The International Space Station fired its engines Wednesday night slightly raising its orbit to accommodate a crew exchange in April. In the meantime, the six-person Expedition 50 crew continued learning how living in space affects the human body.
The station’s third module, the Zvezda service module which launched in 2000, fired its main engines for 43 seconds overnight. The orbital reboost places the station at the correct altitude for the departure of three Expedition 50 crew members April 10. Just ten days later, two new space residents will arrive completing the Expedition 51 crew.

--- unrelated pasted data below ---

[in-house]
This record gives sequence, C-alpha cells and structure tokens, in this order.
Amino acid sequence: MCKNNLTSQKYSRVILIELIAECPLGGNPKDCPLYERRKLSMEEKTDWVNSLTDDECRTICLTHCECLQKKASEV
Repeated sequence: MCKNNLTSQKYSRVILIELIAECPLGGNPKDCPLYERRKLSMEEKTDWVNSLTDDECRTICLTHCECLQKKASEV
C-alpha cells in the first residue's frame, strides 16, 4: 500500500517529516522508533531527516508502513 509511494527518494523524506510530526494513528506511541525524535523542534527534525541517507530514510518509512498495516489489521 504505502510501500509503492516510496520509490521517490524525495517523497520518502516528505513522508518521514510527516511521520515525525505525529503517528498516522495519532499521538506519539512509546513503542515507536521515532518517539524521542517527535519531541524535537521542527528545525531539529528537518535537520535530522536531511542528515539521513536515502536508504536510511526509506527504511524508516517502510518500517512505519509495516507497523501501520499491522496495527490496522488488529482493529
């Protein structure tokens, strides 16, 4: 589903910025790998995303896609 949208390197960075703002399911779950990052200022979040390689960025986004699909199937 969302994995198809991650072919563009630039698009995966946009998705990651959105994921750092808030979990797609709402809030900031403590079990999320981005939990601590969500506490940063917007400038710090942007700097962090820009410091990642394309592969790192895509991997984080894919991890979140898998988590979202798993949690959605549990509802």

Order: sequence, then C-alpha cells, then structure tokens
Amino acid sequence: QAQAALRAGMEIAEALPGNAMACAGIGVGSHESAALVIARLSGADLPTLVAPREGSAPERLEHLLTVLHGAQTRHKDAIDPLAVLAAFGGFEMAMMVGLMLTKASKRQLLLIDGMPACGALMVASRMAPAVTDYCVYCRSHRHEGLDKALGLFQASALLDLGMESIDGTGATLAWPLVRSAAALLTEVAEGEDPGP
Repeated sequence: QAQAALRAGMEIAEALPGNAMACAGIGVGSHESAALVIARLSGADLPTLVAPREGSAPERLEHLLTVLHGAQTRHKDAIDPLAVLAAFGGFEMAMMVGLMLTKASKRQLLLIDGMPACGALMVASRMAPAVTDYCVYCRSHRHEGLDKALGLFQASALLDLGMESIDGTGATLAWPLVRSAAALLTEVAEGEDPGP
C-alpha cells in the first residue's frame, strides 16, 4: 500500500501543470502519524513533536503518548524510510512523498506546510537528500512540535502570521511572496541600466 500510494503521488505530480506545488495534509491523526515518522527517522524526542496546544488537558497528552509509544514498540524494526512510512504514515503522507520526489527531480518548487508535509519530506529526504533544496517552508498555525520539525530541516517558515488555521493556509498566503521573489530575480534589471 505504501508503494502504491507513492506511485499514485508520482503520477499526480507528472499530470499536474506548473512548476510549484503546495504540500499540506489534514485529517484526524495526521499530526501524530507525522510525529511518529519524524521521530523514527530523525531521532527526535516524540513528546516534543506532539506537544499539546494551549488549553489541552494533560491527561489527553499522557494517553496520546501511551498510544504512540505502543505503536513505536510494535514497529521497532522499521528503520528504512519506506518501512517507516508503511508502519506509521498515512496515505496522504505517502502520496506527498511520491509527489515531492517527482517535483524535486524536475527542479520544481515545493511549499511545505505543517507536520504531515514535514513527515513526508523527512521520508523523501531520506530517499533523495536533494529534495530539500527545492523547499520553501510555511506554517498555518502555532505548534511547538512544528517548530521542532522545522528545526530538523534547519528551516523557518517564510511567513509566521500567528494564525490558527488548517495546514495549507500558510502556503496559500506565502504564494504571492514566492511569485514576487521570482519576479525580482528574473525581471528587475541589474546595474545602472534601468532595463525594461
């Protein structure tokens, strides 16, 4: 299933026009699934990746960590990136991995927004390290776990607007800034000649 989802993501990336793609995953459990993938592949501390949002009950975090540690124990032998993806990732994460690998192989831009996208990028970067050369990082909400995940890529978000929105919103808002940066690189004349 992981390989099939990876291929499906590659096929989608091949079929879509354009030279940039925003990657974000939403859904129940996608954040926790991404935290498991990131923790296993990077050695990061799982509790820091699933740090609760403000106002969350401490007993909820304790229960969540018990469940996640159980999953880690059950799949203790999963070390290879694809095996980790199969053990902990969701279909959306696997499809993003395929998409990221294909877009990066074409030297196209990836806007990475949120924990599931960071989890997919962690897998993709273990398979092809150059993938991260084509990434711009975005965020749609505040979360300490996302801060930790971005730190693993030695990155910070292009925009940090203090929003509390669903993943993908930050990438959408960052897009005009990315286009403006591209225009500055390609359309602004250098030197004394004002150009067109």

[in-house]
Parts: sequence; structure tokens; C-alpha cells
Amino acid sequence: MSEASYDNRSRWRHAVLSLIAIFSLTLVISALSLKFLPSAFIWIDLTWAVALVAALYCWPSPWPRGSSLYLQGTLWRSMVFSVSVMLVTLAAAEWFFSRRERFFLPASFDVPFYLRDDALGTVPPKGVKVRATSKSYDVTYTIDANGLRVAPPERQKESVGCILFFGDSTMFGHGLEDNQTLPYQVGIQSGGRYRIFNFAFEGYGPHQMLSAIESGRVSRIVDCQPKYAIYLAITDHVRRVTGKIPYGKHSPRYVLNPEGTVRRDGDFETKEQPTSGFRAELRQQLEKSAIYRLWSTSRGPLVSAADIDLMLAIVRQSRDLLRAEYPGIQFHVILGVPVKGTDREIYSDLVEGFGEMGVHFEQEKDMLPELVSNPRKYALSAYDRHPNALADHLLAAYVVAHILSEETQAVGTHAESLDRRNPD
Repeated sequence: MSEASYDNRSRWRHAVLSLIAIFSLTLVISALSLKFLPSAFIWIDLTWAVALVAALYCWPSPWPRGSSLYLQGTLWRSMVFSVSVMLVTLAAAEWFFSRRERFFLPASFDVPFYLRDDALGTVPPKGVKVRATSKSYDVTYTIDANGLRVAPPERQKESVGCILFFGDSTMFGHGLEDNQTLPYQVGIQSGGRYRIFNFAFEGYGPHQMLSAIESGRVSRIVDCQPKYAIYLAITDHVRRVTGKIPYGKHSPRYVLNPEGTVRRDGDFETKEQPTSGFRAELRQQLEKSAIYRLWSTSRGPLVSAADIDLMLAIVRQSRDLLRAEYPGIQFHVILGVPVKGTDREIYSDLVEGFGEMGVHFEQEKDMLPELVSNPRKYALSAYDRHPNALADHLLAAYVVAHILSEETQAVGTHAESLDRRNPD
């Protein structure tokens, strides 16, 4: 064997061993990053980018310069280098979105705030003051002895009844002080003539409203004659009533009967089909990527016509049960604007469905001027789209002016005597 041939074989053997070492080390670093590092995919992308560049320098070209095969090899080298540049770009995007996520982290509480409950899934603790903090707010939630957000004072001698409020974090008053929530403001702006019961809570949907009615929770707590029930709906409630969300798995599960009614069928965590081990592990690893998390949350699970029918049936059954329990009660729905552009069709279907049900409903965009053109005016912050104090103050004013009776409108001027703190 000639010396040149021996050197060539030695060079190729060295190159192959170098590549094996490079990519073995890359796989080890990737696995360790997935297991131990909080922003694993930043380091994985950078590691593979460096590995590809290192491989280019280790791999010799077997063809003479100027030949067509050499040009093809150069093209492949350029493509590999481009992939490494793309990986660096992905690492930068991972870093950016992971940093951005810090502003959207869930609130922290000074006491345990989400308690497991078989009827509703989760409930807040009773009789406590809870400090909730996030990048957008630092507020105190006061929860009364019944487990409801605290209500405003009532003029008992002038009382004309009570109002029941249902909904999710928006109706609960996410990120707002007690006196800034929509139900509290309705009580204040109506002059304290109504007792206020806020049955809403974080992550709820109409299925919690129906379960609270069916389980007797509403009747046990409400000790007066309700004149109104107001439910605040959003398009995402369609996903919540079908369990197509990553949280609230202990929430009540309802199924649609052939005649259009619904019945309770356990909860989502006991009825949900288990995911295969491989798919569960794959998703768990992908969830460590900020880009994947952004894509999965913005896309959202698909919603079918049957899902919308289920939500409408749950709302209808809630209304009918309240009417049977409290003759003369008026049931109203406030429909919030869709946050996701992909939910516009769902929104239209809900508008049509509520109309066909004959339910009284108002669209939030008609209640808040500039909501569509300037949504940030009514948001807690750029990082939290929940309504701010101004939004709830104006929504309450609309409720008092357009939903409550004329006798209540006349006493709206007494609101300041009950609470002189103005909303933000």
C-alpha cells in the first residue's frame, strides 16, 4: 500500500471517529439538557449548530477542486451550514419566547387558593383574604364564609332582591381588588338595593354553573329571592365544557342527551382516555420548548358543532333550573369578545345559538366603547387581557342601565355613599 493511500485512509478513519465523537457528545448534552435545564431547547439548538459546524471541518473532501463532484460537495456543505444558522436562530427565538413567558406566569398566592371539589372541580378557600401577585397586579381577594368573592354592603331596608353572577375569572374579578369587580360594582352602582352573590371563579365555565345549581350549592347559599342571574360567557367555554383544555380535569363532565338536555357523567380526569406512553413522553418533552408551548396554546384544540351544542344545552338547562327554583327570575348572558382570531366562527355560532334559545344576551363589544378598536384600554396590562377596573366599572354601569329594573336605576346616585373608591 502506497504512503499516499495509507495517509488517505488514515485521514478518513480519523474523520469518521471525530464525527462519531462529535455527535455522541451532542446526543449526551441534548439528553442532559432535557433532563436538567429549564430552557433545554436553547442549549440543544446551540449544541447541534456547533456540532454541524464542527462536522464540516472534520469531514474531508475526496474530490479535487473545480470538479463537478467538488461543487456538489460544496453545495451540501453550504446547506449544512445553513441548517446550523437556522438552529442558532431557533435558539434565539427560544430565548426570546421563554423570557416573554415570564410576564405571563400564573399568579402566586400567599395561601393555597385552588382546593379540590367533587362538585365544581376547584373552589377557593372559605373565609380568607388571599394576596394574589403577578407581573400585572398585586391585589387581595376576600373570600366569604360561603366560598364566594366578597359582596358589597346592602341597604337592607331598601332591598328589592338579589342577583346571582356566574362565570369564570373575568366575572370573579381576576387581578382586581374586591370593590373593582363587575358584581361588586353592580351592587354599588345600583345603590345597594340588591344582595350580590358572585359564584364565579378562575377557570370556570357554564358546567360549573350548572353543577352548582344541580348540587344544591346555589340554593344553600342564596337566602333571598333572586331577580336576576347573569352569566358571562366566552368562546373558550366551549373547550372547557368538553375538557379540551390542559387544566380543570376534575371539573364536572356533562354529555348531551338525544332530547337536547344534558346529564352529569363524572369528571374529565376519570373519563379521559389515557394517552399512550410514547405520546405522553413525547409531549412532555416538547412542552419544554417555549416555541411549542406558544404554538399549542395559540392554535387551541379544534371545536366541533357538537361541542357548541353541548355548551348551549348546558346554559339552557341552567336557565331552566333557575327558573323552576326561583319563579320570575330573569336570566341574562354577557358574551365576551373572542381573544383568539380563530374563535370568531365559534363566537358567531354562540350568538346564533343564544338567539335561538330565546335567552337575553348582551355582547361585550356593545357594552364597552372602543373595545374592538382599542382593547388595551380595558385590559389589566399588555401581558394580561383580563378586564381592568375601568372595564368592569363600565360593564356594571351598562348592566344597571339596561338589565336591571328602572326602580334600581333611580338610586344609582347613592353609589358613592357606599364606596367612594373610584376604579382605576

Scientists are exploring the best nutrition requirements to keep astronauts healthy and productive during long-term space missions. Astronaut Thomas Pesquet is contributing to that research today beginning a prescribed diet for the next 11 days. During that period he will collect urine samples and measure his breathing for the Energy study. Results will help researchers plan meals to ensure successful missions farther out into space.
Flight Engineer Peggy Whitson, who will become station commander April 9, peered at stem cells through a specialized microscope on today. She is helping scientists understand how microgravity increases stem cell replication possibly improving disease treatments on Earth.
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